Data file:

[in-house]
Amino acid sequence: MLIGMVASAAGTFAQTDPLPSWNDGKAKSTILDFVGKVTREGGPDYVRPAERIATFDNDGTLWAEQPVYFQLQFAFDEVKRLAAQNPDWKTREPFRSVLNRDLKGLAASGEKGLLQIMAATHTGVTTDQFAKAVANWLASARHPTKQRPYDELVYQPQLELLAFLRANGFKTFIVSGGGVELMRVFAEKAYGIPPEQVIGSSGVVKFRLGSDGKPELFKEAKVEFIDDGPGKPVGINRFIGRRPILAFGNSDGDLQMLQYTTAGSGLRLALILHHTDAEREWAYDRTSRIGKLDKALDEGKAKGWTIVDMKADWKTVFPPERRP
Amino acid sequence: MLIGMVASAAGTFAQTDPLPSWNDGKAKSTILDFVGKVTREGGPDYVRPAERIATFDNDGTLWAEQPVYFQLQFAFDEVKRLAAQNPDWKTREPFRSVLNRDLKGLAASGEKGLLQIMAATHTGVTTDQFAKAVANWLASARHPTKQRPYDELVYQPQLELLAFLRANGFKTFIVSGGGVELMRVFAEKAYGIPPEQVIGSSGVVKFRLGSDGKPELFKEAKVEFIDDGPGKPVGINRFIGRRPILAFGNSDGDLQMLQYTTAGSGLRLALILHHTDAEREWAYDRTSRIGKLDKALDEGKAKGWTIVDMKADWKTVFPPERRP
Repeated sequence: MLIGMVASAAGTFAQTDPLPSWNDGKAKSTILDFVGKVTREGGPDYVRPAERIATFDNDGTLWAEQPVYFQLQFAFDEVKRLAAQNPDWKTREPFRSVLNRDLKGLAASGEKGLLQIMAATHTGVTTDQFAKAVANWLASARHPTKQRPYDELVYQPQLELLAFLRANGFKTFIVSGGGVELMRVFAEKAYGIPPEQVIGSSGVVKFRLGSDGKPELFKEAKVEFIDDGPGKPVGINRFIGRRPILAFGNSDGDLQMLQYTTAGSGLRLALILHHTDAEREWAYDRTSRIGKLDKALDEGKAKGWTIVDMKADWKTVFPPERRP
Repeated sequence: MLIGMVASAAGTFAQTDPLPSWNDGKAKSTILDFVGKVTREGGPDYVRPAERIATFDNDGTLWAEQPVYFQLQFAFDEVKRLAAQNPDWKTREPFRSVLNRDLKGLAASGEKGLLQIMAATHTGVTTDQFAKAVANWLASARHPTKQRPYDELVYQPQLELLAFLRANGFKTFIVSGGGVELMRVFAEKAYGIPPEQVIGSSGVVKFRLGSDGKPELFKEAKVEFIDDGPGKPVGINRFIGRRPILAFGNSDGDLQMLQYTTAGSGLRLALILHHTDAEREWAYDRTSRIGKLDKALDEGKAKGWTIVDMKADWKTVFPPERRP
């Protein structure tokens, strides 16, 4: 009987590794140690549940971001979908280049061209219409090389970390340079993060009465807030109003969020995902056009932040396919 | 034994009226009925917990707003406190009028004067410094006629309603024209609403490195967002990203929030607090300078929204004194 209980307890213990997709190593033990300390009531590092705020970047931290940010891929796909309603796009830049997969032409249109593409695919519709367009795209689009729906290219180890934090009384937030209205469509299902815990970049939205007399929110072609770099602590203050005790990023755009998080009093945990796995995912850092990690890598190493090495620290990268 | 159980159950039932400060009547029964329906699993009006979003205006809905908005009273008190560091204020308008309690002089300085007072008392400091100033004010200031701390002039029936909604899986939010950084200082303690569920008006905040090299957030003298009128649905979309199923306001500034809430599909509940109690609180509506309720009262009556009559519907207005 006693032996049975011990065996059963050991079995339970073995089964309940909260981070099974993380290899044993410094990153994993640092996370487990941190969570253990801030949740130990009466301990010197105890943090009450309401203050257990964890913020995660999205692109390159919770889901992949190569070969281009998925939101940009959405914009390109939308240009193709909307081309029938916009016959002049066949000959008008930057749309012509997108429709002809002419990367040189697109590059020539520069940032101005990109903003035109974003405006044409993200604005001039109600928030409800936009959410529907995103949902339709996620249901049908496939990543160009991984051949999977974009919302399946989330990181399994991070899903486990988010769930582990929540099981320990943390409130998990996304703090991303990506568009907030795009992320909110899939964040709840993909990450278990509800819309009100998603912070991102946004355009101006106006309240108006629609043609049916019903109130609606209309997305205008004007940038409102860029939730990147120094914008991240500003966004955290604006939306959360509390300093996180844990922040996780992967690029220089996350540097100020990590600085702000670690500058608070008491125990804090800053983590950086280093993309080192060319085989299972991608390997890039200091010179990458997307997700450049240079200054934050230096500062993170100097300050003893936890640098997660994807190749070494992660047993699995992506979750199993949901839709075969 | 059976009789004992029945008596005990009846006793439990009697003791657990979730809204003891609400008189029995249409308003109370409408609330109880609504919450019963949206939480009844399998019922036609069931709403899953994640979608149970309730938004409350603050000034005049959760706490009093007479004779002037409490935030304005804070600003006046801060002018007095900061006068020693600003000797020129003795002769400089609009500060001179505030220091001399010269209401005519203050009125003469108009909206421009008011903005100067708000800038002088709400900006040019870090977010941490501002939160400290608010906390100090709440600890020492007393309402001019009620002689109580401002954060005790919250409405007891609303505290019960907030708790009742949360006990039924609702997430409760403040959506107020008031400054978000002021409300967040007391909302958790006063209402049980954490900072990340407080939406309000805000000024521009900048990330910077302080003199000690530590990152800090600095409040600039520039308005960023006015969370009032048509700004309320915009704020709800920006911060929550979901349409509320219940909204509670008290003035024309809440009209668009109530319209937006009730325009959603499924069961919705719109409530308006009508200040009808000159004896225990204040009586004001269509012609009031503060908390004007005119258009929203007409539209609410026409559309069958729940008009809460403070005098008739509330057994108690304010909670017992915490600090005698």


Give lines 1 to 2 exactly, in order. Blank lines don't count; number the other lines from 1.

[in-house]
Amino acid sequence: MLIGMVASAAGTFAQTDPLPSWNDGKAKSTILDFVGKVTREGGPDYVRPAERIATFDNDGTLWAEQPVYFQLQFAFDEVKRLAAQNPDWKTREPFRSVLNRDLKGLAASGEKGLLQIMAATHTGVTTDQFAKAVANWLASARHPTKQRPYDELVYQPQLELLAFLRANGFKTFIVSGGGVELMRVFAEKAYGIPPEQVIGSSGVVKFRLGSDGKPELFKEAKVEFIDDGPGKPVGINRFIGRRPILAFGNSDGDLQMLQYTTAGSGLRLALILHHTDAEREWAYDRTSRIGKLDKALDEGKAKGWTIVDMKADWKTVFPPERRP